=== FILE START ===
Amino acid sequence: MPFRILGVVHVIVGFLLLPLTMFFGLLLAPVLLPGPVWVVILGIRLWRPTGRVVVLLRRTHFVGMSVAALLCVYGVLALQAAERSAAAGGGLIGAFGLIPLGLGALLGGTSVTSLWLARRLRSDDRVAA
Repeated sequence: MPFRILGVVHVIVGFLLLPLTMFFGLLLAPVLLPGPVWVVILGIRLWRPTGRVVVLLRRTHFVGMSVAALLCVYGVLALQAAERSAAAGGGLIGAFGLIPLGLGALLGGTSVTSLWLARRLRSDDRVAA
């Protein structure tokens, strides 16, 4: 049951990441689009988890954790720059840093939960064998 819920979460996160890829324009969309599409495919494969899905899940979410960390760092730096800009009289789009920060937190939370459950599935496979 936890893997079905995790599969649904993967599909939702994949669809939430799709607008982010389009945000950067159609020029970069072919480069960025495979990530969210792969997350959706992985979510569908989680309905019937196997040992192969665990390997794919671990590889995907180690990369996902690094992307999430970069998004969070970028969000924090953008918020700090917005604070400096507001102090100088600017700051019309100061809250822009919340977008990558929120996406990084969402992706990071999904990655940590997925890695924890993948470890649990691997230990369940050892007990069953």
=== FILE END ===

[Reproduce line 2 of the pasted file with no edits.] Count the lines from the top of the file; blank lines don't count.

Repeated sequence: MPFRILGVVHVIVGFLLLPLTMFFGLLLAPVLLPGPVWVVILGIRLWRPTGRVVVLLRRTHFVGMSVAALLCVYGVLALQAAERSAAAGGGLIGAFGLIPLGLGALLGGTSVTSLWLARRLRSDDRVAA